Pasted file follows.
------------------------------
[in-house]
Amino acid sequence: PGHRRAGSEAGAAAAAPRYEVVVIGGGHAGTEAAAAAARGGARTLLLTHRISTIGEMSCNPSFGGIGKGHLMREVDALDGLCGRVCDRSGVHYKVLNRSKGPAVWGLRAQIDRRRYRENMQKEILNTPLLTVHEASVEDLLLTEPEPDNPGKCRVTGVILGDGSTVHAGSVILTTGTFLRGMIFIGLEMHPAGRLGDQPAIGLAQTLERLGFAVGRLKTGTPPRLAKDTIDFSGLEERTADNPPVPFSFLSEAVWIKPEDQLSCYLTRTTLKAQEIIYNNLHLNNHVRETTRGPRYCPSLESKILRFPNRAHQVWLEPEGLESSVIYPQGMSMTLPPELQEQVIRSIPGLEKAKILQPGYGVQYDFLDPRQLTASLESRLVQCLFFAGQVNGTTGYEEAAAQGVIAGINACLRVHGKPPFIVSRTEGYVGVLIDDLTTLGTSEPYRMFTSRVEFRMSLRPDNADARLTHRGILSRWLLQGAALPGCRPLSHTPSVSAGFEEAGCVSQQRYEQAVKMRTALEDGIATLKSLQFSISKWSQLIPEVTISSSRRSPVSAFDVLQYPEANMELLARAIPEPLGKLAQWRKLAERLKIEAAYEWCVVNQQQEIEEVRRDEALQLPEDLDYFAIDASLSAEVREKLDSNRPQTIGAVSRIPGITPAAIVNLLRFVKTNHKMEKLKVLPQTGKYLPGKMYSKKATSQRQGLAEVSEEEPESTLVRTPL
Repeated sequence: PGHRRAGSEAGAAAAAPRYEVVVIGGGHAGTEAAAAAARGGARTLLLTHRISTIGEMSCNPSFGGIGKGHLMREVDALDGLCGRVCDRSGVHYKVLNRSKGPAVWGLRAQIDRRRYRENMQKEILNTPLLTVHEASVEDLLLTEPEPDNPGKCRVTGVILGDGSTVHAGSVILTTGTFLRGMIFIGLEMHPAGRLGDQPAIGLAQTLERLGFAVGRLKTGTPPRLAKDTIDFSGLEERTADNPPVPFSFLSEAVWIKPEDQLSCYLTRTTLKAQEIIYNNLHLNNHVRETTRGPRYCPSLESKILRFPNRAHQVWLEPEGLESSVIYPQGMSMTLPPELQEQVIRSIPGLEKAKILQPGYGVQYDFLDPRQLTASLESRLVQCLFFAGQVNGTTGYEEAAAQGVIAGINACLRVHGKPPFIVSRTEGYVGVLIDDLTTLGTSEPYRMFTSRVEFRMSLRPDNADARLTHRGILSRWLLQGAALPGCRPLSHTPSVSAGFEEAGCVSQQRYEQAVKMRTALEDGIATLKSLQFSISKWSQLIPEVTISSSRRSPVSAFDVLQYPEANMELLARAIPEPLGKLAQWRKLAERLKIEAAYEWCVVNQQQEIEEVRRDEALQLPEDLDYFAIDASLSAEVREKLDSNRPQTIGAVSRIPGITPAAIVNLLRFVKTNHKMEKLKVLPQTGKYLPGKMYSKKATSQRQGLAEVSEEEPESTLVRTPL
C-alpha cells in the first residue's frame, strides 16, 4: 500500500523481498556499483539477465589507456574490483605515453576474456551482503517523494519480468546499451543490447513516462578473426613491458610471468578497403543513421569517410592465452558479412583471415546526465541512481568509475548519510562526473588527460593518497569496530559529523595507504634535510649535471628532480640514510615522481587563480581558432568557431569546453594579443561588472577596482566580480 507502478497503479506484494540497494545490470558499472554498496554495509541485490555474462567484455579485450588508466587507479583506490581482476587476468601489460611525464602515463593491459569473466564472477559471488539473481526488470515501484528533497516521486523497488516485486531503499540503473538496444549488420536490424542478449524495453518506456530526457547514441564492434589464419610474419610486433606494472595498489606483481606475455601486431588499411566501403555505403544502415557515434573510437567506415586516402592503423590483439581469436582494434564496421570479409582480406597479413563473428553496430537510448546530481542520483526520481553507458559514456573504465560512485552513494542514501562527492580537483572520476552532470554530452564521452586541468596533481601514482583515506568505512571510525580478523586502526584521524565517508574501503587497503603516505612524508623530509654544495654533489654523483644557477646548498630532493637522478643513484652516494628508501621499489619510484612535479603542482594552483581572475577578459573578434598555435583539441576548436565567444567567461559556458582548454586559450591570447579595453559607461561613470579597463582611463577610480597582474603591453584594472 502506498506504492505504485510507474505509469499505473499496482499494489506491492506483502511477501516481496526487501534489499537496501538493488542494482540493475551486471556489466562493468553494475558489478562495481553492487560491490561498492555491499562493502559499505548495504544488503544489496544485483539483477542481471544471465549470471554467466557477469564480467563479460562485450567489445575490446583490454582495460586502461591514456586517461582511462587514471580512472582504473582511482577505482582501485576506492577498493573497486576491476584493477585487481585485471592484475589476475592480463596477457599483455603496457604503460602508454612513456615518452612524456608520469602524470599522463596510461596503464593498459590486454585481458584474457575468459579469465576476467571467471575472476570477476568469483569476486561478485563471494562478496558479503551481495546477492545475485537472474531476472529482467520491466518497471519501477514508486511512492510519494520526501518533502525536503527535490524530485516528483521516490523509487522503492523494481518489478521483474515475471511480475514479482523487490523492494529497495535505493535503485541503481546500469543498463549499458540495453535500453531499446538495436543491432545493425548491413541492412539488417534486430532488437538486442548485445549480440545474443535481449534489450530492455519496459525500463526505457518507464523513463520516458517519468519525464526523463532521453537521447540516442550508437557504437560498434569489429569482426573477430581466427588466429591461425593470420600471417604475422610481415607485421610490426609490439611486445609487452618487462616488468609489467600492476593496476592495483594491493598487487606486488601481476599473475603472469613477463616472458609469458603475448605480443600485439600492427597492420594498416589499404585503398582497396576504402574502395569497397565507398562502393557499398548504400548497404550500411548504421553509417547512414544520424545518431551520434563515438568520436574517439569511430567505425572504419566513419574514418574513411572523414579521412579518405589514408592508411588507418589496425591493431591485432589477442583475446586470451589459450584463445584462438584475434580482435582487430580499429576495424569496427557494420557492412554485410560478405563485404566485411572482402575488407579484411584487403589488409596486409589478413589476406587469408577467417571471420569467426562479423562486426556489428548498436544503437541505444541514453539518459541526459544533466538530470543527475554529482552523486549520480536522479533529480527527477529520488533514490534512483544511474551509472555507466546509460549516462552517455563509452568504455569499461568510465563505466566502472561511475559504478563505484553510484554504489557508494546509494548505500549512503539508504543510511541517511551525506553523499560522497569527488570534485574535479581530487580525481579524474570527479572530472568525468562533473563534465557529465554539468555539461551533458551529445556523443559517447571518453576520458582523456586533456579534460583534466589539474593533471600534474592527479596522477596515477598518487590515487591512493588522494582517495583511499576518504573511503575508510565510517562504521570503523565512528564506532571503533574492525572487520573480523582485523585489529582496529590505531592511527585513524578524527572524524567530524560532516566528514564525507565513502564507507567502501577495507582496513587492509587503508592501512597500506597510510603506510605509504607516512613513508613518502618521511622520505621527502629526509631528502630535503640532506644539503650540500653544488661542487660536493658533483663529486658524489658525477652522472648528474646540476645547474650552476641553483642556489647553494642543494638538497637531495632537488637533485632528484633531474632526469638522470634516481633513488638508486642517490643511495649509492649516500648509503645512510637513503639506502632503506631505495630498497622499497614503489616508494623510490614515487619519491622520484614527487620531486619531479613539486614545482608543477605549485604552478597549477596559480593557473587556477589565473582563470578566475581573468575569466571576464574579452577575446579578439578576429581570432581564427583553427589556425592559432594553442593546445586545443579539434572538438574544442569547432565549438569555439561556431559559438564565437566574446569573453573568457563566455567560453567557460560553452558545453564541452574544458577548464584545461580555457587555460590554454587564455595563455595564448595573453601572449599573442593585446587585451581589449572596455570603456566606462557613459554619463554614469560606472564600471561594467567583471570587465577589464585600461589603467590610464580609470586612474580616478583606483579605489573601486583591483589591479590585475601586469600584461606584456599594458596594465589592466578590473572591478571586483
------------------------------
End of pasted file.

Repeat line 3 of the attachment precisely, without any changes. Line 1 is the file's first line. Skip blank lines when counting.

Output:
Repeated sequence: PGHRRAGSEAGAAAAAPRYEVVVIGGGHAGTEAAAAAARGGARTLLLTHRISTIGEMSCNPSFGGIGKGHLMREVDALDGLCGRVCDRSGVHYKVLNRSKGPAVWGLRAQIDRRRYRENMQKEILNTPLLTVHEASVEDLLLTEPEPDNPGKCRVTGVILGDGSTVHAGSVILTTGTFLRGMIFIGLEMHPAGRLGDQPAIGLAQTLERLGFAVGRLKTGTPPRLAKDTIDFSGLEERTADNPPVPFSFLSEAVWIKPEDQLSCYLTRTTLKAQEIIYNNLHLNNHVRETTRGPRYCPSLESKILRFPNRAHQVWLEPEGLESSVIYPQGMSMTLPPELQEQVIRSIPGLEKAKILQPGYGVQYDFLDPRQLTASLESRLVQCLFFAGQVNGTTGYEEAAAQGVIAGINACLRVHGKPPFIVSRTEGYVGVLIDDLTTLGTSEPYRMFTSRVEFRMSLRPDNADARLTHRGILSRWLLQGAALPGCRPLSHTPSVSAGFEEAGCVSQQRYEQAVKMRTALEDGIATLKSLQFSISKWSQLIPEVTISSSRRSPVSAFDVLQYPEANMELLARAIPEPLGKLAQWRKLAERLKIEAAYEWCVVNQQQEIEEVRRDEALQLPEDLDYFAIDASLSAEVREKLDSNRPQTIGAVSRIPGITPAAIVNLLRFVKTNHKMEKLKVLPQTGKYLPGKMYSKKATSQRQGLAEVSEEEPESTLVRTPL